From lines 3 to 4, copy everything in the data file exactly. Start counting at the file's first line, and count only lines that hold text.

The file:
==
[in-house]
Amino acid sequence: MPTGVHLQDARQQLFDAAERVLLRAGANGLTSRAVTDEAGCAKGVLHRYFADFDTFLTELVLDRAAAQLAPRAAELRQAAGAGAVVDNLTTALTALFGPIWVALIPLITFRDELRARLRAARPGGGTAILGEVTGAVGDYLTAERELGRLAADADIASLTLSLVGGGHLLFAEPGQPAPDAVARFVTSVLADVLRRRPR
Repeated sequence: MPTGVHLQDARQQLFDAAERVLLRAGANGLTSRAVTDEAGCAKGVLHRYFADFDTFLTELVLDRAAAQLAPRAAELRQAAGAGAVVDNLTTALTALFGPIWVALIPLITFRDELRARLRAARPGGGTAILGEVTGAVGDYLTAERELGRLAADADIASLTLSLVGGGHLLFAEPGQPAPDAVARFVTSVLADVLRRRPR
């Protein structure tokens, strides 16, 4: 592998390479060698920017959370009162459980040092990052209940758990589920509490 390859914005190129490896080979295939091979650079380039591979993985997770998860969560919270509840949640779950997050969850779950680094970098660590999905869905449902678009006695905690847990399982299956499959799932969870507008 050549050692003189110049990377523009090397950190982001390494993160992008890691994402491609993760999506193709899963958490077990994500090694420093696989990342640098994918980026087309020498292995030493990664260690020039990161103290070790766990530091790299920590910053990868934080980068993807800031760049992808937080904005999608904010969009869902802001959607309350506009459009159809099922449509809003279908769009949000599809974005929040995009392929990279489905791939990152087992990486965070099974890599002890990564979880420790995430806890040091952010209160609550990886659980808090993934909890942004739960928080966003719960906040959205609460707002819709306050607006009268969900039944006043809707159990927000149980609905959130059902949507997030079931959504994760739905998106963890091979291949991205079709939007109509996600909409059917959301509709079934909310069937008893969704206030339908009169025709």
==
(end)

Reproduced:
Repeated sequence: MPTGVHLQDARQQLFDAAERVLLRAGANGLTSRAVTDEAGCAKGVLHRYFADFDTFLTELVLDRAAAQLAPRAAELRQAAGAGAVVDNLTTALTALFGPIWVALIPLITFRDELRARLRAARPGGGTAILGEVTGAVGDYLTAERELGRLAADADIASLTLSLVGGGHLLFAEPGQPAPDAVARFVTSVLADVLRRRPR
């Protein structure tokens, strides 16, 4: 592998390479060698920017959370009162459980040092990052209940758990589920509490 390859914005190129490896080979295939091979650079380039591979993985997770998860969560919270509840949640779950997050969850779950680094970098660590999905869905449902678009006695905690847990399982299956499959799932969870507008 050549050692003189110049990377523009090397950190982001390494993160992008890691994402491609993760999506193709899963958490077990994500090694420093696989990342640098994918980026087309020498292995030493990664260690020039990161103290070790766990530091790299920590910053990868934080980068993807800031760049992808937080904005999608904010969009869902802001959607309350506009459009159809099922449509809003279908769009949000599809974005929040995009392929990279489905791939990152087992990486965070099974890599002890990564979880420790995430806890040091952010209160609550990886659980808090993934909890942004739960928080966003719960906040959205609460707002819709306050607006009268969900039944006043809707159990927000149980609905959130059902949507997030079931959504994760739905998106963890091979291949991205079709939007109509996600909409059917959301509709079934909310069937008893969704206030339908009169025709």